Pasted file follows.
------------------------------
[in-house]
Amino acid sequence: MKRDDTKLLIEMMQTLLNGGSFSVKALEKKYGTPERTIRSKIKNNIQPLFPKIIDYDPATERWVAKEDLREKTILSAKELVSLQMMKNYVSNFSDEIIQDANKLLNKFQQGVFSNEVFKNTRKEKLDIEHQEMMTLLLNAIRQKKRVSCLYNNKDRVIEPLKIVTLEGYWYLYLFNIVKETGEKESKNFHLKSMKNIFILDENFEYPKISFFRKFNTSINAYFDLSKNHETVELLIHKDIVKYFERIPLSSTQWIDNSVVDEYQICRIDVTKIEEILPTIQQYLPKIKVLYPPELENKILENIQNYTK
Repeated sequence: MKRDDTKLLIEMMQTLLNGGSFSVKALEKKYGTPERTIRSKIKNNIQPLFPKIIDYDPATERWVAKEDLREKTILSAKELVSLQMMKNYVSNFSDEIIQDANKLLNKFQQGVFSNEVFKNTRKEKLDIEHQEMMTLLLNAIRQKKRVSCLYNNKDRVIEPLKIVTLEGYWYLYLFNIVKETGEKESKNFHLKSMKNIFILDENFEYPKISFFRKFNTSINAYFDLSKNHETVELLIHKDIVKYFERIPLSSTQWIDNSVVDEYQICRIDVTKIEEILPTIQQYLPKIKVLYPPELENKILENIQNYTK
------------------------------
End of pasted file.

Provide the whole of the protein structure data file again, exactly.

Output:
[in-house]
Amino acid sequence: MKRDDTKLLIEMMQTLLNGGSFSVKALEKKYGTPERTIRSKIKNNIQPLFPKIIDYDPATERWVAKEDLREKTILSAKELVSLQMMKNYVSNFSDEIIQDANKLLNKFQQGVFSNEVFKNTRKEKLDIEHQEMMTLLLNAIRQKKRVSCLYNNKDRVIEPLKIVTLEGYWYLYLFNIVKETGEKESKNFHLKSMKNIFILDENFEYPKISFFRKFNTSINAYFDLSKNHETVELLIHKDIVKYFERIPLSSTQWIDNSVVDEYQICRIDVTKIEEILPTIQQYLPKIKVLYPPELENKILENIQNYTK
Repeated sequence: MKRDDTKLLIEMMQTLLNGGSFSVKALEKKYGTPERTIRSKIKNNIQPLFPKIIDYDPATERWVAKEDLREKTILSAKELVSLQMMKNYVSNFSDEIIQDANKLLNKFQQGVFSNEVFKNTRKEKLDIEHQEMMTLLLNAIRQKKRVSCLYNNKDRVIEPLKIVTLEGYWYLYLFNIVKETGEKESKNFHLKSMKNIFILDENFEYPKISFFRKFNTSINAYFDLSKNHETVELLIHKDIVKYFERIPLSSTQWIDNSVVDEYQICRIDVTKIEEILPTIQQYLPKIKVLYPPELENKILENIQNYTK